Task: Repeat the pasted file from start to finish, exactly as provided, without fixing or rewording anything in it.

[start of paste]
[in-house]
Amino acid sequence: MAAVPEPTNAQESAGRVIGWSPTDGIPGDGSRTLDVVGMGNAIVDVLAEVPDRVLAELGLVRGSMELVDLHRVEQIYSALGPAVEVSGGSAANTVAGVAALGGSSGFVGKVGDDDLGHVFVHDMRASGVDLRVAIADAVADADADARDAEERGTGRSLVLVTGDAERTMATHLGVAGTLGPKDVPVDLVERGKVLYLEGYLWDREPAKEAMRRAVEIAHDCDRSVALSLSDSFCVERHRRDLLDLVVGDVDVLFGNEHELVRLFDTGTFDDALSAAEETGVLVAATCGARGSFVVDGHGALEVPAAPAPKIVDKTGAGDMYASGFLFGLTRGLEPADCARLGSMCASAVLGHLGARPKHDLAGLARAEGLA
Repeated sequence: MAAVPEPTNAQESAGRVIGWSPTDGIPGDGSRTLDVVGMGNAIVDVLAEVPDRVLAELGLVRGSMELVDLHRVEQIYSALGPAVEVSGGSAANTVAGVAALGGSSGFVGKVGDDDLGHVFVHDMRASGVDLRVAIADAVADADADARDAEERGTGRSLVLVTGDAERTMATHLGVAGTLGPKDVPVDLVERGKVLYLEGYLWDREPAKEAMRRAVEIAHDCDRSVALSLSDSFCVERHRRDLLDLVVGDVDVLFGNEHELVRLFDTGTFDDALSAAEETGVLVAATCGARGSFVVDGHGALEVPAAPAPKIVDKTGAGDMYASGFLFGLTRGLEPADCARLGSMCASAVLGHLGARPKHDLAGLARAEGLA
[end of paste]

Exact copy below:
[in-house]
Amino acid sequence: MAAVPEPTNAQESAGRVIGWSPTDGIPGDGSRTLDVVGMGNAIVDVLAEVPDRVLAELGLVRGSMELVDLHRVEQIYSALGPAVEVSGGSAANTVAGVAALGGSSGFVGKVGDDDLGHVFVHDMRASGVDLRVAIADAVADADADARDAEERGTGRSLVLVTGDAERTMATHLGVAGTLGPKDVPVDLVERGKVLYLEGYLWDREPAKEAMRRAVEIAHDCDRSVALSLSDSFCVERHRRDLLDLVVGDVDVLFGNEHELVRLFDTGTFDDALSAAEETGVLVAATCGARGSFVVDGHGALEVPAAPAPKIVDKTGAGDMYASGFLFGLTRGLEPADCARLGSMCASAVLGHLGARPKHDLAGLARAEGLA
Repeated sequence: MAAVPEPTNAQESAGRVIGWSPTDGIPGDGSRTLDVVGMGNAIVDVLAEVPDRVLAELGLVRGSMELVDLHRVEQIYSALGPAVEVSGGSAANTVAGVAALGGSSGFVGKVGDDDLGHVFVHDMRASGVDLRVAIADAVADADADARDAEERGTGRSLVLVTGDAERTMATHLGVAGTLGPKDVPVDLVERGKVLYLEGYLWDREPAKEAMRRAVEIAHDCDRSVALSLSDSFCVERHRRDLLDLVVGDVDVLFGNEHELVRLFDTGTFDDALSAAEETGVLVAATCGARGSFVVDGHGALEVPAAPAPKIVDKTGAGDMYASGFLFGLTRGLEPADCARLGSMCASAVLGHLGARPKHDLAGLARAEGLA